Sergio Marchionne, longtime CEO and chief for Fiat Chrysler Automobiles, stepped down Saturday due to serious complications after surgery, the company announced. Mike Manley, head of Jeep and Ram brands, replaced him. 

John Elkann, grandson of Gianni Agnelli and chairman of the company that controls FCA, said his family was shocked by Marchionne's failing health.

"I am profoundly saddened to learn of Sergio’s state of health. It is a situation that was unthinkable until a few hours ago, and one that leaves us all with a real sense of injustice," Elkann said in a statement.

Elkann will fill Marchionne's chairman role at Ferrari while the Italian firm is expected to name Louis C. Camilleri as the replacement for Machionne's CEO role.

Marchionne, who is 66 years old, recently underwent surgery on his right shoulder and was expected to miss the company's second-quarter sales call due to the procedure. It's unclear if his sudden departure is related to the surgery or complications after the surgery. The Wall Street Journal  report Satuday that Marchionne had been absent from day-to-day activities at FCA for weeks.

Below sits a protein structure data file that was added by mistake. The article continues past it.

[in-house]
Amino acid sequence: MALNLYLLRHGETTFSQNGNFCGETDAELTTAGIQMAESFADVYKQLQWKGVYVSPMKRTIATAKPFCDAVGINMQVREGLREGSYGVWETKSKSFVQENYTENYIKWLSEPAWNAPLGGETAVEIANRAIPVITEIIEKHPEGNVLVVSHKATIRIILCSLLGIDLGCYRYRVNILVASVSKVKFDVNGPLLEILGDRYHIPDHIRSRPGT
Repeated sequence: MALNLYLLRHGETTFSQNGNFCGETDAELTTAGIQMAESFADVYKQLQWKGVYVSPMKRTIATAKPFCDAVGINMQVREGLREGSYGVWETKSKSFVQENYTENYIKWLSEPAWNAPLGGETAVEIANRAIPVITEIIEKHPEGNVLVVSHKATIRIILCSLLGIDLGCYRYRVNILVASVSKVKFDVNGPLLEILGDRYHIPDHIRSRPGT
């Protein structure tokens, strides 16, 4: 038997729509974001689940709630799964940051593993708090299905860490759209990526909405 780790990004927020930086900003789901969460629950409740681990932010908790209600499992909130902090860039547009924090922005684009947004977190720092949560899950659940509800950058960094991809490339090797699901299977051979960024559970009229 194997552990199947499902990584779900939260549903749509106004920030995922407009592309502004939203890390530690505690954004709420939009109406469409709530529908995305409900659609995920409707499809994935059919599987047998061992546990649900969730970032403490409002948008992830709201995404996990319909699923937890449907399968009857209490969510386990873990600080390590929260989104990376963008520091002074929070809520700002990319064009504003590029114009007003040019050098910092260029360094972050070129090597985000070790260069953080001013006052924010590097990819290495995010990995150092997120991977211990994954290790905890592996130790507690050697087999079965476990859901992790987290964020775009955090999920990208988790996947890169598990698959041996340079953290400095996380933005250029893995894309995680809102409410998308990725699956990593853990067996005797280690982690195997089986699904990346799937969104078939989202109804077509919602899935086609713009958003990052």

Marchionne was expected to step down from his role as CEO next year, although it was unclear who would lead the company after his exit.

Manley joined the automaker in 2000 and has led Jeep for nearly a decade. His roles have included head of sales in Asia, head of Ram brand, and chief operating officer for North America.

Marchionne helped navigate FCA through bankruptcy during his 14-year tenure and turn the company's finances back from the brink of collapse. As CEO, Marchionne has led FCA through multiple plans for profitability, which the automaker has largely delivered on, and spun off Ferrari as a successful standalone business unit. Marchionne also served as CEO for Ferrari.

Last month, FCA paid off its net industrial debt, which was part of a larger plan to spend billions on new cars and technologies by 2022.

Marchionne's tenure also has been controversial at times. He openly courted partners such as General Motors and other automakers, and said consolidation was the only way that the auto industry could survive. His efforts to revive Alfa Romeo and Maserati as luxury brands in the U.S. have largely stalled, and the plainspoken CEO has also questioned whether electrification and self-driving cars could be profitable.